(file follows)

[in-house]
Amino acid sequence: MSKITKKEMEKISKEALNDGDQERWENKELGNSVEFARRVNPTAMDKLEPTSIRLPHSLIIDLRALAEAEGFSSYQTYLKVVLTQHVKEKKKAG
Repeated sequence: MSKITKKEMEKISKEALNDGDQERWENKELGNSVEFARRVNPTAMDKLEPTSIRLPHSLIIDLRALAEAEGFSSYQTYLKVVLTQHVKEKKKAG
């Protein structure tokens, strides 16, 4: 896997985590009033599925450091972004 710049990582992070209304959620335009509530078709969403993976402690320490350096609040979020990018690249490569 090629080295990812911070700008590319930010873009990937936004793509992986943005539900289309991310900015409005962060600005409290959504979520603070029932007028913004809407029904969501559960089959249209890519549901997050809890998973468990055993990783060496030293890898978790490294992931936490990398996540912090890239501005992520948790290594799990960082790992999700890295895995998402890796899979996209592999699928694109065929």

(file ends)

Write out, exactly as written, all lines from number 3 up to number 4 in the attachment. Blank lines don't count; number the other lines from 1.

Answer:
Repeated sequence: MSKITKKEMEKISKEALNDGDQERWENKELGNSVEFARRVNPTAMDKLEPTSIRLPHSLIIDLRALAEAEGFSSYQTYLKVVLTQHVKEKKKAG
């Protein structure tokens, strides 16, 4: 896997985590009033599925450091972004 710049990582992070209304959620335009509530078709969403993976402690320490350096609040979020990018690249490569 090629080295990812911070700008590319930010873009990937936004793509992986943005539900289309991310900015409005962060600005409290959504979520603070029932007028913004809407029904969501559960089959249209890519549901997050809890998973468990055993990783060496030293890898978790490294992931936490990398996540912090890239501005992520948790290594799990960082790992999700890295895995998402890796899979996209592999699928694109065929």